- Dan Bowling also was an assistant instructor in my Penn MAPP class. In his former life, he was the SVP of Human Resources at Coca-Cola. He frequently publishes pieces on talent management seen through the lens of Positive Psychology.
- Emma Seppälä is the Associate Director of Stanford´s Center for Compassion and Altruism Research and Education (CCARE) and runs the website Fulfillment Daily – but also publishes regularly on Psychology Today and the Harvard Business Review, mostly on the benefits of mindfulness and compassion.
- Todd Kashdan is a professor of psychology at George Mason University. His work was featured in The New York Times and Washington Post, among other news outlets. He regularly blogs for Psychology Today on a wide range of Positive Psychology topics.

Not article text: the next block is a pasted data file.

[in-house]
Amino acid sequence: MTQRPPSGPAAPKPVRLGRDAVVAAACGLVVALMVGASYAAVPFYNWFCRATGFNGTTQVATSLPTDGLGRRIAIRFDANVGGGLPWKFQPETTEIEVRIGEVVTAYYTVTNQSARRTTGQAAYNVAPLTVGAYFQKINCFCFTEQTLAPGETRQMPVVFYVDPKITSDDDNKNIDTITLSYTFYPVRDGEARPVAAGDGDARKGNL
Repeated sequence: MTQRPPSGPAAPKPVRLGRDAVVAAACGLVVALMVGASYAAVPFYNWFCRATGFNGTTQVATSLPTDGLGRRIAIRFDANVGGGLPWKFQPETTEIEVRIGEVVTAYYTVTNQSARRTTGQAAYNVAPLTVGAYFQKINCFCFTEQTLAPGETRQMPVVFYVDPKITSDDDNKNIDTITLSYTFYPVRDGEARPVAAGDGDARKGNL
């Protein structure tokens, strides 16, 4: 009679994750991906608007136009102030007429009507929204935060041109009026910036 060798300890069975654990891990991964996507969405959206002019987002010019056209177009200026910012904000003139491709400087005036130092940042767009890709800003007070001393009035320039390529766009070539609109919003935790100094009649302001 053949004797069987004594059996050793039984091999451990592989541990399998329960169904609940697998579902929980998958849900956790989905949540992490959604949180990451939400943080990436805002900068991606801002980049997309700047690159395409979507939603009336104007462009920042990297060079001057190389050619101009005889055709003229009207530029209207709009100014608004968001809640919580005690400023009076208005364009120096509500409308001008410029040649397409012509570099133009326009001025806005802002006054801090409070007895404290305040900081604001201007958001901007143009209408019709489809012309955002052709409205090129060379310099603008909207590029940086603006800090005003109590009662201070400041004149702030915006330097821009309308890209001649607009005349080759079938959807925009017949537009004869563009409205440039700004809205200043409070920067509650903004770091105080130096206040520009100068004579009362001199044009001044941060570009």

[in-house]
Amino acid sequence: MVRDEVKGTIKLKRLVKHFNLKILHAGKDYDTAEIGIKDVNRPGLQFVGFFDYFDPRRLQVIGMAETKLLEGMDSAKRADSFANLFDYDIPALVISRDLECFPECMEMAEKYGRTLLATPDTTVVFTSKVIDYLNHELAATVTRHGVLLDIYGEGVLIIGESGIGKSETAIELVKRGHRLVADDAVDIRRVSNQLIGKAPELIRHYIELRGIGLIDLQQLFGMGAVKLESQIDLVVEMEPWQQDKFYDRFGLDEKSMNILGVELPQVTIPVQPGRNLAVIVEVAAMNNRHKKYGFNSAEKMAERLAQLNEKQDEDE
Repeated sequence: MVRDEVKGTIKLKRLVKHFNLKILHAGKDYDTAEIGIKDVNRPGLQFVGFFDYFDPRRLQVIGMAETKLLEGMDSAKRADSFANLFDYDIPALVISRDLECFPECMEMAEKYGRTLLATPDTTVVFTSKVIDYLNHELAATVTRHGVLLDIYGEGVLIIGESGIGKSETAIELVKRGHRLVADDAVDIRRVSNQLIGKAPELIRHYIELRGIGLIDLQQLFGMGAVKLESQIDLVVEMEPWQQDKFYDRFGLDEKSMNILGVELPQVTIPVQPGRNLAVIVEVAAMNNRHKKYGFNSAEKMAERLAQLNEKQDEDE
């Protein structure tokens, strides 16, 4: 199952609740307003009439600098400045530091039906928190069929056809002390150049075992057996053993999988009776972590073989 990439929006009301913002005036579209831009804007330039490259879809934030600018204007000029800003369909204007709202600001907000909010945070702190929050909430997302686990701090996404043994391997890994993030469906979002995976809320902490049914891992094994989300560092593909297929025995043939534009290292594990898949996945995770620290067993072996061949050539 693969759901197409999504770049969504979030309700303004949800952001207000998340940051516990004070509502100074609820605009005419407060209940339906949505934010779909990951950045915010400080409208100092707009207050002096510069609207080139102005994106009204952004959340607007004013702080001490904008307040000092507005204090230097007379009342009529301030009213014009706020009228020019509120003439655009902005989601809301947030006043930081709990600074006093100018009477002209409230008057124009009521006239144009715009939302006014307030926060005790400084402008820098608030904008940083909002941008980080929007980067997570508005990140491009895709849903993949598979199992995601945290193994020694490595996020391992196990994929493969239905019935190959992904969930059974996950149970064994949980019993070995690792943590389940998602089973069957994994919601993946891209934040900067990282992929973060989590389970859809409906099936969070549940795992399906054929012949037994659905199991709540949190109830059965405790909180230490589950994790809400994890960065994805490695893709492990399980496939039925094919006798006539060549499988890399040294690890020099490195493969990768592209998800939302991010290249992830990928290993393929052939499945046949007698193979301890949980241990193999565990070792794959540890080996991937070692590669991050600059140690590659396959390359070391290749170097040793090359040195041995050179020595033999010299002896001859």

- Shelley Prevost is, among other things, partner at a venture capital firm. She writes Positive Psychology-influenced pieces on the workplace for Inc.
- Oliver Burkeman is a British journalist and author who frequently covers Positive Psychology topics for The Guardian.
- Giovanni Rodriguez also writes for Forbes, on a wide array of topics, oftentimes on the intersection of Positive Psychology and tech.
- Drake Baer writes for Business Insider, covering, among other things, self-help and personal success topics. He often cites Positive Psychology research in his articles.
CNN runs a series of articles by the name of Project Happy.
If you know any other interesting writers that regularly publish Positive Psychology stuff on big news outlets (not their own blogs), please leave a comment below this article.